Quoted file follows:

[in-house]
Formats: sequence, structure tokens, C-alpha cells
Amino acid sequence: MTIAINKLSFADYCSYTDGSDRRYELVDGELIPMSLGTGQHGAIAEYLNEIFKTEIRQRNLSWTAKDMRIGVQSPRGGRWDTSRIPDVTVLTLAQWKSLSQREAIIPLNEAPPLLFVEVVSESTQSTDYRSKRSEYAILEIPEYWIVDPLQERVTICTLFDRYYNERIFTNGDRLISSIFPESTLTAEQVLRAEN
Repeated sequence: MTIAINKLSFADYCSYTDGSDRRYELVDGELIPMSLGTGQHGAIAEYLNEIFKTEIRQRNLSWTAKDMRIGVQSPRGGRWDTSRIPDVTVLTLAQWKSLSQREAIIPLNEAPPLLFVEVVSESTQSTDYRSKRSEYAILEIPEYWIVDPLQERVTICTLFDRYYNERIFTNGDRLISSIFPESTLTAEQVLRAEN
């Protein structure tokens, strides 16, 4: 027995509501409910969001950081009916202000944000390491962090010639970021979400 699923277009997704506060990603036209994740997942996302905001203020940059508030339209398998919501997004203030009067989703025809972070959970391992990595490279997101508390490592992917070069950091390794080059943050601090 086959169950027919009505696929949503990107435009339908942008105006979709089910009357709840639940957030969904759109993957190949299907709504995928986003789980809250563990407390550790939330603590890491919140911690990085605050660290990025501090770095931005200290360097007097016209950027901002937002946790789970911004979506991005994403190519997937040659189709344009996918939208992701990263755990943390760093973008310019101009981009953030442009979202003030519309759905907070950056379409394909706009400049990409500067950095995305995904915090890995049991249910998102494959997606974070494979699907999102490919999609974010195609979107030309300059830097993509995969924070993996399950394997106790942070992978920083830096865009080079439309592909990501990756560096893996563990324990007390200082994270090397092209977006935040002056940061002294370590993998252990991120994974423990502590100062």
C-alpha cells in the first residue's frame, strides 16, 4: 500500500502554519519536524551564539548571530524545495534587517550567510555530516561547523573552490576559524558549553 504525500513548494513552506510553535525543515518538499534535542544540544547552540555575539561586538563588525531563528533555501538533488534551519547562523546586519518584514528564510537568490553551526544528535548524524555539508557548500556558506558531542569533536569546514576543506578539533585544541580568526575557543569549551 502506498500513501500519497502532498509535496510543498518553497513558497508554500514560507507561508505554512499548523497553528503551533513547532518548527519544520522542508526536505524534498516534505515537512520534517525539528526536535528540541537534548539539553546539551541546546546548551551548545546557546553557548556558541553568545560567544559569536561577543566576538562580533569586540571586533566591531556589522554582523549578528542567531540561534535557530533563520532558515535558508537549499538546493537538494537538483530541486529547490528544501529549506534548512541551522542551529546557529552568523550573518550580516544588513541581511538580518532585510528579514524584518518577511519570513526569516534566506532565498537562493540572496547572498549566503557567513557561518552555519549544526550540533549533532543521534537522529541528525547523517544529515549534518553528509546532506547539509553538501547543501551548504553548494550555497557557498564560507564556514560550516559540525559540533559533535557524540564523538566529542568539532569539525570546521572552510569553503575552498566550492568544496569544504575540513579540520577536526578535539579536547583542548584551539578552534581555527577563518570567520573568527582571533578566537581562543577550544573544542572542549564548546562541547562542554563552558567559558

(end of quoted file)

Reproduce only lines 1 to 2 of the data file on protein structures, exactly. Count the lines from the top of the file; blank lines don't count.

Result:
[in-house]
Formats: sequence, structure tokens, C-alpha cells